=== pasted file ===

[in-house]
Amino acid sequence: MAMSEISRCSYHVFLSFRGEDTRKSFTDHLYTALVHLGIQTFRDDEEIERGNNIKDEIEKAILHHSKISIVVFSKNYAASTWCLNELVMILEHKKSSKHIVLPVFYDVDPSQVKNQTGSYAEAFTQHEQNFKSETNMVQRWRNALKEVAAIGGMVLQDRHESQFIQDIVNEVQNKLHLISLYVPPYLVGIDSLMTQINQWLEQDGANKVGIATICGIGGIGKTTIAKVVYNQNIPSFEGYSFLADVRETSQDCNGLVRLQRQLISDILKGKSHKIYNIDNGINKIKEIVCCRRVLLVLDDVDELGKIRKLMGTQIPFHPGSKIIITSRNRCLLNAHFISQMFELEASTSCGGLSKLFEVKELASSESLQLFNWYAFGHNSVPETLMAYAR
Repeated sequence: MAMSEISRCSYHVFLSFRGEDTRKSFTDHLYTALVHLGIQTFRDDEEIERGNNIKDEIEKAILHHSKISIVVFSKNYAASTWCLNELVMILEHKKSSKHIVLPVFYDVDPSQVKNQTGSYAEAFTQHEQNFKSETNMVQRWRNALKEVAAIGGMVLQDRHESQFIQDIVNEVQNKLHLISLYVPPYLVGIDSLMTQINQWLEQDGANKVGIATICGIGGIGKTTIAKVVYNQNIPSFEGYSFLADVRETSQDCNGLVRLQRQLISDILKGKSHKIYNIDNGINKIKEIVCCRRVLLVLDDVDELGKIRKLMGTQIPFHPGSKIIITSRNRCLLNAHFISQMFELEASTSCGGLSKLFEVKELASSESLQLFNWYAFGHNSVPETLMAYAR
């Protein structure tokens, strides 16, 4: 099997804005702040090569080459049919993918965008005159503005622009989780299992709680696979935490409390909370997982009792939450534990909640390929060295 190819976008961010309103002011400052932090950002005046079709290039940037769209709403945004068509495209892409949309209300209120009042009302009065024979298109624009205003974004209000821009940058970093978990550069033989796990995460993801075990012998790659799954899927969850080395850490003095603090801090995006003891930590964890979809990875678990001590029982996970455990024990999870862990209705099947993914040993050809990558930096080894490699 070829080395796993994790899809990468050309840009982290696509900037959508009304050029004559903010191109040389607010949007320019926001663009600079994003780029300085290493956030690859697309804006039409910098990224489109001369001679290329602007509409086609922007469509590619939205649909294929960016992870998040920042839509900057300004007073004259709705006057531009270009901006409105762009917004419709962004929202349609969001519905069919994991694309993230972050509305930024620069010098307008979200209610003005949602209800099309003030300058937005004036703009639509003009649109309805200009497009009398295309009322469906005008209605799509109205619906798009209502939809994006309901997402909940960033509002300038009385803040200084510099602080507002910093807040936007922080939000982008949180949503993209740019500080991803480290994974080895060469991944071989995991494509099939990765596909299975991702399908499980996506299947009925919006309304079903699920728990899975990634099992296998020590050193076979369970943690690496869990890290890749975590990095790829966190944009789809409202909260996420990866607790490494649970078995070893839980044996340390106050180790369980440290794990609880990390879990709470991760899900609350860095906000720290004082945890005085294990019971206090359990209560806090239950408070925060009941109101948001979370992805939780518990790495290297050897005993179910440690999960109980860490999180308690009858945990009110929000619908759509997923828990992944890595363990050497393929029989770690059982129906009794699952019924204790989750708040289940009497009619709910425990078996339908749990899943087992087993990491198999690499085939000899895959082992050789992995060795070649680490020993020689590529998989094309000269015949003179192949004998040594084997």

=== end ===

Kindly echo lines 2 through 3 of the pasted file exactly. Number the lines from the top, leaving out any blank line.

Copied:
Amino acid sequence: MAMSEISRCSYHVFLSFRGEDTRKSFTDHLYTALVHLGIQTFRDDEEIERGNNIKDEIEKAILHHSKISIVVFSKNYAASTWCLNELVMILEHKKSSKHIVLPVFYDVDPSQVKNQTGSYAEAFTQHEQNFKSETNMVQRWRNALKEVAAIGGMVLQDRHESQFIQDIVNEVQNKLHLISLYVPPYLVGIDSLMTQINQWLEQDGANKVGIATICGIGGIGKTTIAKVVYNQNIPSFEGYSFLADVRETSQDCNGLVRLQRQLISDILKGKSHKIYNIDNGINKIKEIVCCRRVLLVLDDVDELGKIRKLMGTQIPFHPGSKIIITSRNRCLLNAHFISQMFELEASTSCGGLSKLFEVKELASSESLQLFNWYAFGHNSVPETLMAYAR
Repeated sequence: MAMSEISRCSYHVFLSFRGEDTRKSFTDHLYTALVHLGIQTFRDDEEIERGNNIKDEIEKAILHHSKISIVVFSKNYAASTWCLNELVMILEHKKSSKHIVLPVFYDVDPSQVKNQTGSYAEAFTQHEQNFKSETNMVQRWRNALKEVAAIGGMVLQDRHESQFIQDIVNEVQNKLHLISLYVPPYLVGIDSLMTQINQWLEQDGANKVGIATICGIGGIGKTTIAKVVYNQNIPSFEGYSFLADVRETSQDCNGLVRLQRQLISDILKGKSHKIYNIDNGINKIKEIVCCRRVLLVLDDVDELGKIRKLMGTQIPFHPGSKIIITSRNRCLLNAHFISQMFELEASTSCGGLSKLFEVKELASSESLQLFNWYAFGHNSVPETLMAYAR